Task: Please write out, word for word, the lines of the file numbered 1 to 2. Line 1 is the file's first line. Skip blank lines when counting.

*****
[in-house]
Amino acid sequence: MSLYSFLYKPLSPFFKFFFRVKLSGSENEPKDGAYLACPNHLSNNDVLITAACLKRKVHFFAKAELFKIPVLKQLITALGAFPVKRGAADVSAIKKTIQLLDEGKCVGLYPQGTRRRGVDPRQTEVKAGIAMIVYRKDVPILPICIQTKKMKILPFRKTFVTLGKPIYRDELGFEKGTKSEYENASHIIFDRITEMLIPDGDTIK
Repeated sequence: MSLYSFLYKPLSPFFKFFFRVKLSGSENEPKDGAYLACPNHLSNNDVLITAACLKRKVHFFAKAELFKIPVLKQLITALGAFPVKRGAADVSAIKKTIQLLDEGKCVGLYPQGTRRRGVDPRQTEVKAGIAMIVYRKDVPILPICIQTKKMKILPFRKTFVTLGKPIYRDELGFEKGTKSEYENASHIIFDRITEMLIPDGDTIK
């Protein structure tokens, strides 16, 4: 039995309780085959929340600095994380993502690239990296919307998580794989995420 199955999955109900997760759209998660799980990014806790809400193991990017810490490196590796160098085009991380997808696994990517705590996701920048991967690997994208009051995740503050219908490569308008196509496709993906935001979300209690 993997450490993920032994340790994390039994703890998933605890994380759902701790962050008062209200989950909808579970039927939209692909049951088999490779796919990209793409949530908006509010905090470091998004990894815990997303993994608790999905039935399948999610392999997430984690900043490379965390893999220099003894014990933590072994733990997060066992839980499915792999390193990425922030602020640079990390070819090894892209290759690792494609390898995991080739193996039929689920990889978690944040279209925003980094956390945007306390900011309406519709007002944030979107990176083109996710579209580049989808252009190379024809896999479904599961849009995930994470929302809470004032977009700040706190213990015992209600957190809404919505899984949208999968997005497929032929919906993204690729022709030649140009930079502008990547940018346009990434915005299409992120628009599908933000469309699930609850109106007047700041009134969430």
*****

[in-house]
Amino acid sequence: MSLYSFLYKPLSPFFKFFFRVKLSGSENEPKDGAYLACPNHLSNNDVLITAACLKRKVHFFAKAELFKIPVLKQLITALGAFPVKRGAADVSAIKKTIQLLDEGKCVGLYPQGTRRRGVDPRQTEVKAGIAMIVYRKDVPILPICIQTKKMKILPFRKTFVTLGKPIYRDELGFEKGTKSEYENASHIIFDRITEMLIPDGDTIK